This was the second course I’d taken with Dr. Chuck: I’d also taken his Coursera class, “Internet History, Technology, and Security.” That was a very interesting and engaging course, and I found it very worthwhile. It was definitely a massively open course! Here are his statistics: ” Over 49,000 students registered for the free class, over 16,000 attended the first week’s lecture and over 4900 students earned a certificate at the end of the 10-week course.” (I was one of the 10% who completed it. 🙂 )
When I heard Dr. Chuck was creating his own platform, I was intrigued. I wanted to see what he was doing and was interested to see how he put it all together. As I am interested in Python and am still quite new to the language, I was keen to take the course and willing to put in the time to complete it.
I joined in a little late, but made the deadline to register for the course. (He has an open enrollment “Python Playground” if you’d like to try it out.) I started, stuck to the assignments and completed all the assignments. (No certificate for this one. Just the satisfaction of completion.)
There were a number of things that impressed me about the course, but two things immediately jumped out at me:
1) The Size (the “M” in MOOC means “Massive“)
Dr. Chuck’s course has around 800 students enrolled. Compare that to the 49,000 in his Coursera course. (Or even compared to the 4,900 who completed it.) While that truly is Massive compared to any face-to-face university course, it certainly does not compare to the size of other online MOOCs. I’m concurrently enrolled – and thoroughly enjoying – MIT’s Learning Creative Learning, which has around 24,000 officially “enrolled” and many others who didn’t register in time but are following along.
Immediately, this got my attention and appealed. In the courses with umpteen-thousand participants, I’ve found it very hard to focus and identify with others. Joining a smaller, less massive, MOOC seemed much more manageable. It certainly allowed for more personal connections – and that really is key in any learning experience. (The MIT course has divided up participants in groups – both assigned and self-managed. That has made it a very valuable experience – I’m in a group with several colleagues and we can collaborate online or in person.)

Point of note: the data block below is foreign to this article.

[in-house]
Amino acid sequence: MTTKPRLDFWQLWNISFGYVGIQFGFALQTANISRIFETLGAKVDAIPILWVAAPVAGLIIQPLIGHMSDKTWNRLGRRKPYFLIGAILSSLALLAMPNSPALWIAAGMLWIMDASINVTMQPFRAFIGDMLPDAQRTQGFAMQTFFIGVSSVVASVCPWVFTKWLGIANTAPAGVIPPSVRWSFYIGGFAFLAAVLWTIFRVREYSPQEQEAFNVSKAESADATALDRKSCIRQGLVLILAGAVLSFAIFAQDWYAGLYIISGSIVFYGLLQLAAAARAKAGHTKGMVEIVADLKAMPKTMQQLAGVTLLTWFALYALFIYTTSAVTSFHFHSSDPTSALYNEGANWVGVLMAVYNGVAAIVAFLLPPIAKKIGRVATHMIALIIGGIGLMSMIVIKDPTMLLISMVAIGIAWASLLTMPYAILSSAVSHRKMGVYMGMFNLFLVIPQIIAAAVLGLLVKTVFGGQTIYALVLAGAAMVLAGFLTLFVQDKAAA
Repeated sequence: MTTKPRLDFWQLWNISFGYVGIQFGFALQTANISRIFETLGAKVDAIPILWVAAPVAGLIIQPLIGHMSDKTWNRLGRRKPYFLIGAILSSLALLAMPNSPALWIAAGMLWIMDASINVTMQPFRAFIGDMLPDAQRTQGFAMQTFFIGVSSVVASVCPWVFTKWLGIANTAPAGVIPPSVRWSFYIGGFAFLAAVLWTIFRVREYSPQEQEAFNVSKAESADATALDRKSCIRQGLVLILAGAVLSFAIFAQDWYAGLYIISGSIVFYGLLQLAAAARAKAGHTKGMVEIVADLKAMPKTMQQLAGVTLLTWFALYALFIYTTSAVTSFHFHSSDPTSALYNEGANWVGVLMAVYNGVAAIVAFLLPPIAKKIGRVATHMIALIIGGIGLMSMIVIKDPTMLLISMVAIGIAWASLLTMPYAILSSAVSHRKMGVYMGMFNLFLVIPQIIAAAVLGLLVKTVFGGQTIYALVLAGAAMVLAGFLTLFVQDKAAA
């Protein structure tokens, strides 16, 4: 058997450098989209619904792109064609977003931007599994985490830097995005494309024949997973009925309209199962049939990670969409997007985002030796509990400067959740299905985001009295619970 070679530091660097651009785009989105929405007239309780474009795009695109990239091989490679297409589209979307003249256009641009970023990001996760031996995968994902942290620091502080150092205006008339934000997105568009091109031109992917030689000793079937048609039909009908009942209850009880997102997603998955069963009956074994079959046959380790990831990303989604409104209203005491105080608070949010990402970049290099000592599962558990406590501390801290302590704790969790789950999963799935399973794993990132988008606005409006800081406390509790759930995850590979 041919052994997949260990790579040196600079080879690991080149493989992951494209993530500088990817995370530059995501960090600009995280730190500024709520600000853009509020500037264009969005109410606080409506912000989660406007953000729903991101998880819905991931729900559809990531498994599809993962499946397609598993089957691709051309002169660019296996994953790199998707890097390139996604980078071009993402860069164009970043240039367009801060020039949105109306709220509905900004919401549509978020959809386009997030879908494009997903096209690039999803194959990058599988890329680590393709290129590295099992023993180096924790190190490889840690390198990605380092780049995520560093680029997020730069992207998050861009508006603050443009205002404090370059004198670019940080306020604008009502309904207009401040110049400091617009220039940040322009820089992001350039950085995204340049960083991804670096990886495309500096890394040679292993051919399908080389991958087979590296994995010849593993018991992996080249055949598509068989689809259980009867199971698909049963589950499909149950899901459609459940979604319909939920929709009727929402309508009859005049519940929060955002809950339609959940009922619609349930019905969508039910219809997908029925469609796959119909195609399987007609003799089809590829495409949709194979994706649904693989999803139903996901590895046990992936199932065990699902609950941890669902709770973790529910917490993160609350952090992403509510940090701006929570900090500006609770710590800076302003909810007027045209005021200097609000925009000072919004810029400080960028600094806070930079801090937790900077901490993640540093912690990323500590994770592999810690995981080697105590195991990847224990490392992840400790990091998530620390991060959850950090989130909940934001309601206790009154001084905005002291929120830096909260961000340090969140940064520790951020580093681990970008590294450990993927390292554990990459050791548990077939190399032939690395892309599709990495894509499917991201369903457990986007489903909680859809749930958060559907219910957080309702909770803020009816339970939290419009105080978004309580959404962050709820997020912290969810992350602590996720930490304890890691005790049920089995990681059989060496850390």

2) The Licensing (the first “O” in MOOC means “Open“)
Dr. Chuck really believes in openness. He clearly says:
If you are a teacher and interested in reusing my materials, this is my plan:
- My textbook is Creative Commmons Share Alike
- All my lecture slides will be Creative Commons
- All of my recorded videos will be up on YouTube and you can use them any way you like.
In one of his video lectures, he simply states: “I want to make more teachers! Use my stuff!”
Personally, I find this incredibly inspiring. Here’s a busy teacher embarking on a huge undertaking who makes it openly available and remixable. Rather than gain, he is truly focused on expanding people’s knowledge all around the world. This is really what “open” SHOULD mean in a MOOC: not just open for enrollment, but open for reuse.
Yes, I know there are differences of opinion. There are those who say that only some can afford to do this – those universities or professors who are secure in their positions and paychecks. It is possible that more open sharing of this sort will make it difficult for professors & teachers to get hired and for universities to fund R&D. I’m not ready to grapple with this issue at this time …but hope to at another date.
So, thanks to Dr. Chuck I now have some great resources I can use in having my own students learn Python. I also am inspired to put more of my own work out there with open licenses.
I’ve also learned a lot and have a lot to think about – not only related to the Python language, but also to course structure, incentives, pedagogy and more. It really was a fascinating class and I’m so glad I took it.